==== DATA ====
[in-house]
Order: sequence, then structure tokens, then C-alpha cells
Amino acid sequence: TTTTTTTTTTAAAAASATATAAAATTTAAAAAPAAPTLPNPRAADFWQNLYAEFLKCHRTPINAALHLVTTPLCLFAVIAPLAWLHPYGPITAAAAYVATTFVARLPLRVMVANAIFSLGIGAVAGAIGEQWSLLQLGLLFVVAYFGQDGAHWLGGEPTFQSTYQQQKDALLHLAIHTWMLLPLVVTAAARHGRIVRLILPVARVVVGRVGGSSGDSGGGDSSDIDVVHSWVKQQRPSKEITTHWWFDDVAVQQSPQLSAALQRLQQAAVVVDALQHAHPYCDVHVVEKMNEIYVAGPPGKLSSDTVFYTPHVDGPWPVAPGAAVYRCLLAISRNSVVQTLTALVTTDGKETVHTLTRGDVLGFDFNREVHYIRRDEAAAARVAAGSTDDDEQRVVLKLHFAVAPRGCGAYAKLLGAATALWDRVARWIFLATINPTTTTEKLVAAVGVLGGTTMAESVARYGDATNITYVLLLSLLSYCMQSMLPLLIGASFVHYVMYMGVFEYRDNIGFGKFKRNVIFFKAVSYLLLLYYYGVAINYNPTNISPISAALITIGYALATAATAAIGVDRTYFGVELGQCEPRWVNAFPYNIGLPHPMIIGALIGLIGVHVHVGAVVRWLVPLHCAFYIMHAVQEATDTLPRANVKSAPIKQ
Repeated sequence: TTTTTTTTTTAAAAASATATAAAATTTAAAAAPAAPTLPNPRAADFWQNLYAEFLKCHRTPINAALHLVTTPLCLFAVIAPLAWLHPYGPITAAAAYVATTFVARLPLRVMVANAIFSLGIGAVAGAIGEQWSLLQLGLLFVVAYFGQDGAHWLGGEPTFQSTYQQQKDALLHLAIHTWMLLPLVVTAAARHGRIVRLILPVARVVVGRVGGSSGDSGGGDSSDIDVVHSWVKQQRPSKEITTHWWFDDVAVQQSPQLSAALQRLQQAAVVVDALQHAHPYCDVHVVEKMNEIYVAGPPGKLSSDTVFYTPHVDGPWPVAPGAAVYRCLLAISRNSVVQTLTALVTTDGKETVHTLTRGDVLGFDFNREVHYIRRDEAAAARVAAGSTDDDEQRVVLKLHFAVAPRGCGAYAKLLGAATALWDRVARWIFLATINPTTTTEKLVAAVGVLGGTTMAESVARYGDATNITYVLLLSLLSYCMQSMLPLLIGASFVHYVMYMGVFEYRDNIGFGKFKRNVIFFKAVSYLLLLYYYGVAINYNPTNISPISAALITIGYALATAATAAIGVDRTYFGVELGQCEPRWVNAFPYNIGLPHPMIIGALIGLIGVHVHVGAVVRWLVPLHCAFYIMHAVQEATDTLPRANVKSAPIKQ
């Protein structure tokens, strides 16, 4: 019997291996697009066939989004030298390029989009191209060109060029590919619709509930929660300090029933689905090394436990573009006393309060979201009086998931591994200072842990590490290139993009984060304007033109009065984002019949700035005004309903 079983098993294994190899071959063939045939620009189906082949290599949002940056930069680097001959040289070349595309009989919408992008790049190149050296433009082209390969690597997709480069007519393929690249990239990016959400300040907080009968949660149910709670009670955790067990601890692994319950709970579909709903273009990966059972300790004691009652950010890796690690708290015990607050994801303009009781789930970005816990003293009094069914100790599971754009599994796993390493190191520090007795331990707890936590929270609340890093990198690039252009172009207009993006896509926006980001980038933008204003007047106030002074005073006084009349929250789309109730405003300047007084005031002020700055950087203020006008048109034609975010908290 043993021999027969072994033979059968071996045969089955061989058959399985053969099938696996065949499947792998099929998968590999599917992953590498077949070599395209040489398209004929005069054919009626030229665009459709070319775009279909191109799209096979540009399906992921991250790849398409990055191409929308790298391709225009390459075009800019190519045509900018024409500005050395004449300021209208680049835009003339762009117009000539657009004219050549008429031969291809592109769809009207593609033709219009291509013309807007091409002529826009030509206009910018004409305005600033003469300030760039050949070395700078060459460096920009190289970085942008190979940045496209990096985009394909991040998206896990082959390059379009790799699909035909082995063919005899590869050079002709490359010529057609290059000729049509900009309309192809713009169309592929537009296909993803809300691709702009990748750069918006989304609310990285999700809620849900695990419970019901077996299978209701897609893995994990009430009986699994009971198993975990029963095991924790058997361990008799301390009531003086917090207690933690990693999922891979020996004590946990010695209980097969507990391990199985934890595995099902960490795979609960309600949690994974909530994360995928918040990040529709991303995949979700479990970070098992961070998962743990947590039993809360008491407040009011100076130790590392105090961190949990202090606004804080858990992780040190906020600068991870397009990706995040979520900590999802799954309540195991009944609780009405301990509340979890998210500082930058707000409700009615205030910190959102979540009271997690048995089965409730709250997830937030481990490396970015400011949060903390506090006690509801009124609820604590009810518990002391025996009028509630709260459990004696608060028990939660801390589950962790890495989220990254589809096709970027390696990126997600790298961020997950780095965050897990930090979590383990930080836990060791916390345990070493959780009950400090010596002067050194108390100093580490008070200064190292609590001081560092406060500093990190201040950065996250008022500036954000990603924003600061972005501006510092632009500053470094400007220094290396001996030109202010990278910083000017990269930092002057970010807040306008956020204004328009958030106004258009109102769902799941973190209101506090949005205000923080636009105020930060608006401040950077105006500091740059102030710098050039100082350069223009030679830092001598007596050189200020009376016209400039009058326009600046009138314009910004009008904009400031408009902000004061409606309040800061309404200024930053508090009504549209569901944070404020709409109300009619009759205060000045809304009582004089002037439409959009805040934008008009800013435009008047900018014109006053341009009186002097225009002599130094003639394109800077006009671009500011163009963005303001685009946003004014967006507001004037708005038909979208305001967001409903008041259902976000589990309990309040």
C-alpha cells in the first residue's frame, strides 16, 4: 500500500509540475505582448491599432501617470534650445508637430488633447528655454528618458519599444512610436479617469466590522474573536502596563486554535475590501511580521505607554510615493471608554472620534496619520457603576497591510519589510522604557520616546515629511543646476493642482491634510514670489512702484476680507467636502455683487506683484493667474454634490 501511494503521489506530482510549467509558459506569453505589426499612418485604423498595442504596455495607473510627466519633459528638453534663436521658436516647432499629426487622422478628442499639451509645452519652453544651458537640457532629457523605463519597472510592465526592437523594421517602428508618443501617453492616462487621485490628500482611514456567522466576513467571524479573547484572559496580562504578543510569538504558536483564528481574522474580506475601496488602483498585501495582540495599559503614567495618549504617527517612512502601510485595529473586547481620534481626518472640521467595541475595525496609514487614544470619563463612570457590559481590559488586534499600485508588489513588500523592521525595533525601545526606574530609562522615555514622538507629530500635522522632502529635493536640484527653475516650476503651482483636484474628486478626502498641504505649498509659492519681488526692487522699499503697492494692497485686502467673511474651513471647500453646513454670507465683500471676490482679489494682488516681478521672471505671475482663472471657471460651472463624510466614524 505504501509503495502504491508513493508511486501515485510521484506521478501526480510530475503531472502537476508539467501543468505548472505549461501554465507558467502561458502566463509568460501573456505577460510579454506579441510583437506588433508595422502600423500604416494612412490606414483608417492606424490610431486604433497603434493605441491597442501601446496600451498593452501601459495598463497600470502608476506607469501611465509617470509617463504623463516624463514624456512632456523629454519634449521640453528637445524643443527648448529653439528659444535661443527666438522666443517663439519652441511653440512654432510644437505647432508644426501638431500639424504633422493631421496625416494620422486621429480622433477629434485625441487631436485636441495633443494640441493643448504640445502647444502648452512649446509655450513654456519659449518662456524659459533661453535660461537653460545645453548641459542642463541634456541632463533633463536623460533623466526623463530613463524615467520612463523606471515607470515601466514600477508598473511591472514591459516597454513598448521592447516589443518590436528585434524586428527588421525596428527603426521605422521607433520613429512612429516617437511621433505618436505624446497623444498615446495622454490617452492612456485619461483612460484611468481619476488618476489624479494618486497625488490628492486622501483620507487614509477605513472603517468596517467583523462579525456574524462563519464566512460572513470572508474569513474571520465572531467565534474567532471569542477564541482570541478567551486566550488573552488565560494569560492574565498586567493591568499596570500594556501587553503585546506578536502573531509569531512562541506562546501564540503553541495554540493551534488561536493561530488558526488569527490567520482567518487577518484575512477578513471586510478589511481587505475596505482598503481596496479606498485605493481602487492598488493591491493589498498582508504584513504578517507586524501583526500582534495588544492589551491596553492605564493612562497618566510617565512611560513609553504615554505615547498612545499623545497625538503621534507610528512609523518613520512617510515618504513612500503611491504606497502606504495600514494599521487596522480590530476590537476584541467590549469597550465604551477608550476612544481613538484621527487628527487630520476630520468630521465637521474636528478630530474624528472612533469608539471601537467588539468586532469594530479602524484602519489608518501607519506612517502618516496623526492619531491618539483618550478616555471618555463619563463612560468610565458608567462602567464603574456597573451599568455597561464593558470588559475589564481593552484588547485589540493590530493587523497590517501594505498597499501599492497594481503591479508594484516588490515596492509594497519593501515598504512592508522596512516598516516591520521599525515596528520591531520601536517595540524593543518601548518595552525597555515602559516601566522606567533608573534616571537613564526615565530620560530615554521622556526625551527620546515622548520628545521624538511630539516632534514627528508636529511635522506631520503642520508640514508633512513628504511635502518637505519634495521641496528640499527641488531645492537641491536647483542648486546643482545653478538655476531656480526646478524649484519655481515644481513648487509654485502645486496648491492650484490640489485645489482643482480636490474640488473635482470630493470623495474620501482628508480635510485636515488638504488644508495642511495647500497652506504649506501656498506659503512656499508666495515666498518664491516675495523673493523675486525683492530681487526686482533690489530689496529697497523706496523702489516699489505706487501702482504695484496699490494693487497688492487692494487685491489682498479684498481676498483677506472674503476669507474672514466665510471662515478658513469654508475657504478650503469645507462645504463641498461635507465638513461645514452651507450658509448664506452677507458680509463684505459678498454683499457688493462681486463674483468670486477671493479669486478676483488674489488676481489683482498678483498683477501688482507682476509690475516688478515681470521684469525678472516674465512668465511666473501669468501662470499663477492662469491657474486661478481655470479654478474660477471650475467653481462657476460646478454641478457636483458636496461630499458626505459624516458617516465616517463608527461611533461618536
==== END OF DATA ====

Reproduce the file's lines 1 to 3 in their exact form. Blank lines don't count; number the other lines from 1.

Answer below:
[in-house]
Order: sequence, then structure tokens, then C-alpha cells
Amino acid sequence: TTTTTTTTTTAAAAASATATAAAATTTAAAAAPAAPTLPNPRAADFWQNLYAEFLKCHRTPINAALHLVTTPLCLFAVIAPLAWLHPYGPITAAAAYVATTFVARLPLRVMVANAIFSLGIGAVAGAIGEQWSLLQLGLLFVVAYFGQDGAHWLGGEPTFQSTYQQQKDALLHLAIHTWMLLPLVVTAAARHGRIVRLILPVARVVVGRVGGSSGDSGGGDSSDIDVVHSWVKQQRPSKEITTHWWFDDVAVQQSPQLSAALQRLQQAAVVVDALQHAHPYCDVHVVEKMNEIYVAGPPGKLSSDTVFYTPHVDGPWPVAPGAAVYRCLLAISRNSVVQTLTALVTTDGKETVHTLTRGDVLGFDFNREVHYIRRDEAAAARVAAGSTDDDEQRVVLKLHFAVAPRGCGAYAKLLGAATALWDRVARWIFLATINPTTTTEKLVAAVGVLGGTTMAESVARYGDATNITYVLLLSLLSYCMQSMLPLLIGASFVHYVMYMGVFEYRDNIGFGKFKRNVIFFKAVSYLLLLYYYGVAINYNPTNISPISAALITIGYALATAATAAIGVDRTYFGVELGQCEPRWVNAFPYNIGLPHPMIIGALIGLIGVHVHVGAVVRWLVPLHCAFYIMHAVQEATDTLPRANVKSAPIKQ